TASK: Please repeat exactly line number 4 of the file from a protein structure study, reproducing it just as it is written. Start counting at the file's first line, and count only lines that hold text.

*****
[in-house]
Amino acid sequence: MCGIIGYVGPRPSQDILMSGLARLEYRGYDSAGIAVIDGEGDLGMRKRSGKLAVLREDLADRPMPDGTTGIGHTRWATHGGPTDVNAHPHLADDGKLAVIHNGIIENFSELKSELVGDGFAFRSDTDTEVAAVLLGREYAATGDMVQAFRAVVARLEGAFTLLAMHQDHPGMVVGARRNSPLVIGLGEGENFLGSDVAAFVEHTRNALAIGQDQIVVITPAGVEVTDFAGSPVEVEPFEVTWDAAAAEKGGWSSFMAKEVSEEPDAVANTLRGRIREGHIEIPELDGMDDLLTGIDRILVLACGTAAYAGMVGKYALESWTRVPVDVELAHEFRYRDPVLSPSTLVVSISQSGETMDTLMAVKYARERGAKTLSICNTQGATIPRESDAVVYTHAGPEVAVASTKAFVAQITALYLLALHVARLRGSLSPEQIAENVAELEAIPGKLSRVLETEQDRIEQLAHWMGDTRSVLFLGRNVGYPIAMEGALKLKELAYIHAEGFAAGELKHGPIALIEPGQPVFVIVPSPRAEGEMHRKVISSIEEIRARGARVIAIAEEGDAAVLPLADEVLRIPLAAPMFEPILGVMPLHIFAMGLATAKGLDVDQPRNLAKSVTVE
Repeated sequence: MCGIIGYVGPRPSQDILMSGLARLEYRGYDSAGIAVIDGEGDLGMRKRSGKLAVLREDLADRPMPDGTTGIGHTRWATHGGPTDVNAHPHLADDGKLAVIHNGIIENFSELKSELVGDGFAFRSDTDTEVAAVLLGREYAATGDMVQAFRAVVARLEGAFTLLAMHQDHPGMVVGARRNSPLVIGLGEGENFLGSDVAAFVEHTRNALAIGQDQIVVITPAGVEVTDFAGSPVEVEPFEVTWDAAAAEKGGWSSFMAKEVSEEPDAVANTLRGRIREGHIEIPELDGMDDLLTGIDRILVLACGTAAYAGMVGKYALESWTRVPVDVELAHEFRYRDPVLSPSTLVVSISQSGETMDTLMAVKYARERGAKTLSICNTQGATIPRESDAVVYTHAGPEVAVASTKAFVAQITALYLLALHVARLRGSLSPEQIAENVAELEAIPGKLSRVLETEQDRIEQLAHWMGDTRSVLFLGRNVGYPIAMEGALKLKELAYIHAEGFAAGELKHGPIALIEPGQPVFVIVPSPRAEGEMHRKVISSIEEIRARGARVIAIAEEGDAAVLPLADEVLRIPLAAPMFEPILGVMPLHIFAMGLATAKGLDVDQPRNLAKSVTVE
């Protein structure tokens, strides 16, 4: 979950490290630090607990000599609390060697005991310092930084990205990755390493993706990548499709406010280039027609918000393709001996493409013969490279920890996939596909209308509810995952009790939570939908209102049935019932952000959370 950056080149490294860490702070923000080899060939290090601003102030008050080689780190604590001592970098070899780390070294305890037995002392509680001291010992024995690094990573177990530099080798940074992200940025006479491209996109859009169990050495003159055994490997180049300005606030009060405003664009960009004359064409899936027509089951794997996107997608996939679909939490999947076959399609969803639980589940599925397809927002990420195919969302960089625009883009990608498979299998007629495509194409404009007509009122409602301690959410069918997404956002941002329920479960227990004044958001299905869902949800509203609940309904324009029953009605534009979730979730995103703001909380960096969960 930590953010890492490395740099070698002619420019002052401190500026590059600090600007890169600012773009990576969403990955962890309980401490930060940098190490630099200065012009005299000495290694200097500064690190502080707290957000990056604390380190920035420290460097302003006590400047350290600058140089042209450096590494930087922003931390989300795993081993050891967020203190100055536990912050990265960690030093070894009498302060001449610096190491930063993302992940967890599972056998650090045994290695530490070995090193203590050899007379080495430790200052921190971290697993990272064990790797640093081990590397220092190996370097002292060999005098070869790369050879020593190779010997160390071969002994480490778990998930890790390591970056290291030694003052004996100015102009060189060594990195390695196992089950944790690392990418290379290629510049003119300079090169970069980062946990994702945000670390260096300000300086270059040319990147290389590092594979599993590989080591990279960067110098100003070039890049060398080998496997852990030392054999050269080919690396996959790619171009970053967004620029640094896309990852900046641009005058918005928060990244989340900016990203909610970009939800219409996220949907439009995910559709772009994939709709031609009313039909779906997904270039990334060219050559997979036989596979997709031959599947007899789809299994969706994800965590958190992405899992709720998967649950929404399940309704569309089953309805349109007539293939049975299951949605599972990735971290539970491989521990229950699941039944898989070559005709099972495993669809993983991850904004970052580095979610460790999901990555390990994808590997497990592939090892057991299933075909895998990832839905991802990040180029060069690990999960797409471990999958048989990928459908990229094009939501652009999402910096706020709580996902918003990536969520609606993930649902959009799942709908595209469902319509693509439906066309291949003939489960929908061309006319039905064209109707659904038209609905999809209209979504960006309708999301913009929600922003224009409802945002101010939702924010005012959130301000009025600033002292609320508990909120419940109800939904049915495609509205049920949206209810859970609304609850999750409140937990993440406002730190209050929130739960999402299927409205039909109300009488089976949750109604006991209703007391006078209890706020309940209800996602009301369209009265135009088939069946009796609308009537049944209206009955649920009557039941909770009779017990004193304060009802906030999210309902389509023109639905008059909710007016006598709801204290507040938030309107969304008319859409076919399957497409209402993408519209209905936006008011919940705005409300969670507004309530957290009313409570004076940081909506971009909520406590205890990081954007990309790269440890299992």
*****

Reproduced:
């Protein structure tokens, strides 16, 4: 979950490290630090607990000599609390060697005991310092930084990205990755390493993706990548499709406010280039027609918000393709001996493409013969490279920890996939596909209308509810995952009790939570939908209102049935019932952000959370 950056080149490294860490702070923000080899060939290090601003102030008050080689780190604590001592970098070899780390070294305890037995002392509680001291010992024995690094990573177990530099080798940074992200940025006479491209996109859009169990050495003159055994490997180049300005606030009060405003664009960009004359064409899936027509089951794997996107997608996939679909939490999947076959399609969803639980589940599925397809927002990420195919969302960089625009883009990608498979299998007629495509194409404009007509009122409602301690959410069918997404956002941002329920479960227990004044958001299905869902949800509203609940309904324009029953009605534009979730979730995103703001909380960096969960 930590953010890492490395740099070698002619420019002052401190500026590059600090600007890169600012773009990576969403990955962890309980401490930060940098190490630099200065012009005299000495290694200097500064690190502080707290957000990056604390380190920035420290460097302003006590400047350290600058140089042209450096590494930087922003931390989300795993081993050891967020203190100055536990912050990265960690030093070894009498302060001449610096190491930063993302992940967890599972056998650090045994290695530490070995090193203590050899007379080495430790200052921190971290697993990272064990790797640093081990590397220092190996370097002292060999005098070869790369050879020593190779010997160390071969002994480490778990998930890790390591970056290291030694003052004996100015102009060189060594990195390695196992089950944790690392990418290379290629510049003119300079090169970069980062946990994702945000670390260096300000300086270059040319990147290389590092594979599993590989080591990279960067110098100003070039890049060398080998496997852990030392054999050269080919690396996959790619171009970053967004620029640094896309990852900046641009005058918005928060990244989340900016990203909610970009939800219409996220949907439009995910559709772009994939709709031609009313039909779906997904270039990334060219050559997979036989596979997709031959599947007899789809299994969706994800965590958190992405899992709720998967649950929404399940309704569309089953309805349109007539293939049975299951949605599972990735971290539970491989521990229950699941039944898989070559005709099972495993669809993983991850904004970052580095979610460790999901990555390990994808590997497990592939090892057991299933075909895998990832839905991802990040180029060069690990999960797409471990999958048989990928459908990229094009939501652009999402910096706020709580996902918003990536969520609606993930649902959009799942709908595209469902319509693509439906066309291949003939489960929908061309006319039905064209109707659904038209609905999809209209979504960006309708999301913009929600922003224009409802945002101010939702924010005012959130301000009025600033002292609320508990909120419940109800939904049915495609509205049920949206209810859970609304609850999750409140937990993440406002730190209050929130739960999402299927409205039909109300009488089976949750109604006991209703007391006078209890706020309940209800996602009301369209009265135009088939069946009796609308009537049944209206009955649920009557039941909770009779017990004193304060009802906030999210309902389509023109639905008059909710007016006598709801204290507040938030309107969304008319859409076919399957497409209402993408519209209905936006008011919940705005409300969670507004309530957290009313409570004076940081909506971009909520406590205890990081954007990309790269440890299992």